SHAPIRO: The family of the psychiatrist says Burroughs made up events to make the book more shocking and more marketable. They've sued him. Margaret Robison says that's something she wouldn't do.
Ms. ROBISON: First of all, he's my son. And I love him with all my heart.
SHAPIRO: Then she says something even more unexpected.
Ms. ROBISON: That book of Chris's offered me the opportunity to grow spiritually in a way that nothing had offered me before. I'm grateful for that book. Well, I'm grateful for the opportunity that it gave me to grow spiritually.
SHAPIRO: She's decided there's no point to rehash the past. Instead, she speaks of hope for reconciliation.
Ms. ROBISON: I love my family. The most important things in my life are peace and harmony. I've come to joy and celebrate that and wish that for my son.
SHAPIRO: At this intense moment in our conversation, the mood is suddenly broken. The front door swings open. It's a friend.
Ms. MARY JEAN DEVLIN (Neighbor): Hi, sweetheart.
Ms. ROBISON: Hi, Mary.
SHAPIRO: Mary Jean Devlin's come to visit.
Ms. DEVLIN: Well, you look elegant for the radio.
SHAPIRO: You might expect the woman as described in Running With Scissors would be reclusive and isolated, someone with no friends. It turns out that's not the case at all. She's got longtime friends, mostly women, some men. They're fiercely loyal. Some know she's the mother in Running With Scissors, some don't. It doesn't matter to them. The Margaret Robison they describe is warm, generous and wise. Debbie Yaffee has known Robison for years, but she heard about Running With Scissors only recently.
Ms. DEBBIE YAFFEE (Friend of Ms. Robison): I read that book and I just was broiling. I was broiling. I was so angry that, you know, that he would do this - just this lopsided view making her look so terrible.
SHAPIRO: She said that to her friend Margaret.
Ms. YAFFEE: She just like laughed because she's like, well, that's just, you know, her son. And she truly, truly had no sense of upset, anger, oh, he's nasty. Nothing.
SHAPIRO: We talk outside in front of Robison's gray weather-beaten plank house, past the bamboo wind chimes at the end of the long wheelchair ramp, its railing wrapped with bright blue morning glory. There, at the street, is a wood box on a pole. It's the poetry box. Every day there's one of Robison's poems tacked up inside the glass frame for anyone who passes by to read.
Ms. KATHLEEN O'ROURKE (Neighbor): I look for them. I read them several times.
SHAPIRO: Kathleen O'Rourke discovered the poetry box on her walks into town. Under the box there's a drawer with pencil and paper. One day she left a note.
Ms. O'ROURKE: I was a fan. And I wrote a comment.
SHAPIRO: What did you write?
Ms. O'ROURKE: I love having poetry to read on my walk. And I'll make sure I bring my glasses every time.
SHAPIRO: O'Rourke and Robison became friends. O'Rourke's a nurse and she teaches students getting certified as nurse aides. She reads them Robison's poems about her stroke and about being rushed to the hospital.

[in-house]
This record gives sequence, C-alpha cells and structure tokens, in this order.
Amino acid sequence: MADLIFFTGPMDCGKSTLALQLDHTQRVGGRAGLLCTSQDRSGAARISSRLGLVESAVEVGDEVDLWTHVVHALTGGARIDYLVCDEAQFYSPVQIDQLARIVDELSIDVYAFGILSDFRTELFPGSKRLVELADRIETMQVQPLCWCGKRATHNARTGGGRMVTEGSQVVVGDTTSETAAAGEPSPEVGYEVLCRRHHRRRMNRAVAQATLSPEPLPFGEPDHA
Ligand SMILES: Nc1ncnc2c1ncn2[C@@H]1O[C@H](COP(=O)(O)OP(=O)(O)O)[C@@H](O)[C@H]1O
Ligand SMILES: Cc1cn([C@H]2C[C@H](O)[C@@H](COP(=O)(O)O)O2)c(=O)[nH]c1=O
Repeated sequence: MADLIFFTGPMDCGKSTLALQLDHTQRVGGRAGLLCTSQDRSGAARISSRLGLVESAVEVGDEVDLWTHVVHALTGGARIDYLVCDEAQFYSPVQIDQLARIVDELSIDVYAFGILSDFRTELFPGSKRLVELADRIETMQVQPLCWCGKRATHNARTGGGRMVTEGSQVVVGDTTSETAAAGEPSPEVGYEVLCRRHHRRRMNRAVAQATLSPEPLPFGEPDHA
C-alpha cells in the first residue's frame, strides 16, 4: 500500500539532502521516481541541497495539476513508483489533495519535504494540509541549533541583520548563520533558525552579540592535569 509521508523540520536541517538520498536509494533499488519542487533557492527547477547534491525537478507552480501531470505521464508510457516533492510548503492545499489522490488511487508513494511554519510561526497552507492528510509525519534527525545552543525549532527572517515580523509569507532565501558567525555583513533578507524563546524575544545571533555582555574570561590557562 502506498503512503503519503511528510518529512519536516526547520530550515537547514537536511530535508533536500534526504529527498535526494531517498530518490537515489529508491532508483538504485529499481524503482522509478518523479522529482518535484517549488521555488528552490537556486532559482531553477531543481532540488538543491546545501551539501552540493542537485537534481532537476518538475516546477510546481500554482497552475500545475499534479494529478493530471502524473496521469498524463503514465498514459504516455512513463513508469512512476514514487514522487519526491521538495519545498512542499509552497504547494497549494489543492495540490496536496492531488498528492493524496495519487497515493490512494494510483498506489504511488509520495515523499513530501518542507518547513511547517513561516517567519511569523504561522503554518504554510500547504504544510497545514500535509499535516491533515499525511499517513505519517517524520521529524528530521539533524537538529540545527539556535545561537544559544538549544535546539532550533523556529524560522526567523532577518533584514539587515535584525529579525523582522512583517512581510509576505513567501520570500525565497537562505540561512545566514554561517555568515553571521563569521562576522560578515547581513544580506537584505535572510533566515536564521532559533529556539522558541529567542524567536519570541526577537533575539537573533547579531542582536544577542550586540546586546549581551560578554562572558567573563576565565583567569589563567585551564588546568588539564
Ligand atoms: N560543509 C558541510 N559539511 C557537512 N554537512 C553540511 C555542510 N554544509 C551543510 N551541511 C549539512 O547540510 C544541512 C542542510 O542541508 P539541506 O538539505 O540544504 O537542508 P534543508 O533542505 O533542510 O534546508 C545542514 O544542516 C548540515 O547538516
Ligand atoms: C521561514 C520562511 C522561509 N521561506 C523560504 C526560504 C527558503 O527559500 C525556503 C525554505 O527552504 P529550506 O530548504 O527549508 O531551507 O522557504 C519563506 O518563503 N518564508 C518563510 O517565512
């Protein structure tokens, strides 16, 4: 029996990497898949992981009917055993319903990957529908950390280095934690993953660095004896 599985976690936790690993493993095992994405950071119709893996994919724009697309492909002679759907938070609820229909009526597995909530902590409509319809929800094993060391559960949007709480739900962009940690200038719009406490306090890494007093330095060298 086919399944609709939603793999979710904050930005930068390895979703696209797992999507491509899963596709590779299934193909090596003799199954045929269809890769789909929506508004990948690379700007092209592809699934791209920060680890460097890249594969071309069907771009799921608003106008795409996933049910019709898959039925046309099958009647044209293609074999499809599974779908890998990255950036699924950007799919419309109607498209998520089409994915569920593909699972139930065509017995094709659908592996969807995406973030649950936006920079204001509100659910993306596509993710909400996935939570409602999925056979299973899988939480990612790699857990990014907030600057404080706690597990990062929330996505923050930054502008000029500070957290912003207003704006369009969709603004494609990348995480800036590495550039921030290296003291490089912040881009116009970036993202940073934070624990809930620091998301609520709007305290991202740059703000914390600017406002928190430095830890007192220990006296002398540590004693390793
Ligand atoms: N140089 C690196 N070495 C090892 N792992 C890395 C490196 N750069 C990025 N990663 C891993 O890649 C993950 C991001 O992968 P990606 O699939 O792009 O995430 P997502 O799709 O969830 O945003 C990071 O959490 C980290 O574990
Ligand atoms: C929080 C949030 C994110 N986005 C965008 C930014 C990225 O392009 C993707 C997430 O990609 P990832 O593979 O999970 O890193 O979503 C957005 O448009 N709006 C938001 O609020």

Ms. O'ROURKE: (Reading) It was your face that mattered there in the emergency room, not the faces of doctors with their crisp white jackets and personal stethoscopes, cold against the heart.
SHAPIRO: Nurse aids work for little pay and get little respect.
Ms. O'ROURKE: (Reading) After the paramedics left, I lay stripped of clothes and cold in a flimsy hospital gown, teeth chattering from shock. Your face beside my bed was acknowledgement of my fear.
SHAPIRO: O'Rourke says Robison's poetry connects these nurse aids to their patients.
Ms. O'ROURKE: Often they don't feel capable because they don't know all this emergency, emergency stuff that the paramedics and the nurses and the doctors know. And they think they're not important. And Margaret's poem points out how important that person is that takes your hand, that looks at you amid the flurry that's going on around your body.
SHAPIRO: The next morning we went back up the wheelchair ramp to Margaret Robison's house.
Ms. ROBISON: You said yesterday, and I don't remember your words - probably I don't want to remember them - well, what about, you know, people thinking that your this hideous woman?
SHAPIRO: It's been bugging her that I questioned whether she'd really found peace and forgiveness or was just in denial about her hurt.
Ms. ROBISON: I can do nothing about what people think or feel or interpret, and that's not my job - not to get all involved in defending myself. My job is to live my life.
SHAPIRO: There are moments when Margaret Robison's peace seems fragile. Running With Scissors makes fun of her as a writer, yet she gave the filmmakers permission to use some of her poetry. She says she has no intention of seeing the movie unless her son comes to take her. She seems proud of his success.
Ms. ROBISON: At this point, Running With Scissors, the book and the movie, are a great part of Chris's life. But it's part of his life. It's not a part of my life. That book really touches me very little. My focus is my, you know, on my spiritual growth and largely through poetry. And that is what my life is about. That plus, certainly, to do everything I can to hold my family in love.
SHAPIRO: We tried to interview Augusten Burroughs. An agent for the writer responded right away. He wanted to know if Margaret Robison was cooperating with our story. We said yes. Despite our repeated attempts, we never got an interview with Augusten Burroughs.
Joseph Shapiro, NPR News.
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LYDEN: To hear more of Margaret Robison's poetry, go to our Web site, npr.org. That's ALL THINGS CONSIDERED. From NPR News, I'm Jacki Lyden.